By Mohammed Murad
There are a lot of misconceptions surrounding biometric technology. One of the most basic is the confusion about iris recognition and retinal scans. A surprising number of people use these terms interchangeably. While both involve parts of the eye, they are very different.
Not the same part of the eye
The iris is the colored part of your eye surrounding the pupil. It’s a muscle that controls the size of your pupil and how much light it lets into the eye.
The retina is not a visible part of the eye. It is a thin layer of nerve tissue lining the back of the eyeball near the optic nerve. It senses the light entering the eye and sends signals to the brain to interpret it.
Iris recognition looks at the unique patterns in the iris. Because the iris is visible, the process of enrolling and identifying people is simple. To enroll an iris or irides, a person stands at distance from the iris recognition camera which uses an infrared camera (similar to a regular camcorder) to take a digital photo of the iris. The video image is converted into a 512-byte digital template and stored in a computer database. The process takes less than two seconds and doesn’t involve any bright lights or contact. Verification after enrollment takes less than a second.
Most biometrics vary over time. Fingerprints are affected by manual labor, growth and injury. Voices and facial structure change as people age. But the iris is extremely stable. The iris is formed and remains constant after birth. This makes the technology ideal for enrolling children — one enrollment for life time.
A retinal scan looks at the complex network of vessels that supply the retina with blood. A special scanning device is used to shoot a beam of light into the eye. To enroll, a person must be positioned very close to the scanner – much closer than for iris recognition.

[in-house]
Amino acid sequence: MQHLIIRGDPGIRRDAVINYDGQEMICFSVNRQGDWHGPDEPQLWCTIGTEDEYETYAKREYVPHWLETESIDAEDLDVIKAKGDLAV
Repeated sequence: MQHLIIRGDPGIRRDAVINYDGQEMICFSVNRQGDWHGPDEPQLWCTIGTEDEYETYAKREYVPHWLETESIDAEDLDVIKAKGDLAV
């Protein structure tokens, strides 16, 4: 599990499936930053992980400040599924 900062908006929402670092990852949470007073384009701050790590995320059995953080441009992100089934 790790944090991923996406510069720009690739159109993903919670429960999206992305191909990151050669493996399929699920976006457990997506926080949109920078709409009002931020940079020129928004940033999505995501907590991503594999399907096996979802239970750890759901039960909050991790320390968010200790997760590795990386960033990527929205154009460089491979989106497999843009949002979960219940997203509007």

The retina is generally stable throughout a person’s life, but its patterns can be altered by glaucoma, diabetes and retinal degenerative diseases.
Ocular biometrics today
Because it’s accurate, stable, non-invasive and fast, iris recognition is used extensively across the globe. It is utilized for access control, time-and-attendance, cybersecurity, border protection, citizen identification and more. Retinal scans are used primarily by ophthalmologists and optometrists for eye exams. They are rarely used for security and identification because they are more invasive and expensive and the retina is subject to change over time.
One last thing to consider – people often refer to iris recognition technology as an iris scan. Unlike retinal scans, there is no scanning involved. It is simply taking a picture of your eye.
So, next time you come across someone talking about retinal scans – and it doesn’t refer to an eye exam – you’ll know they are probably referring to iris recognition.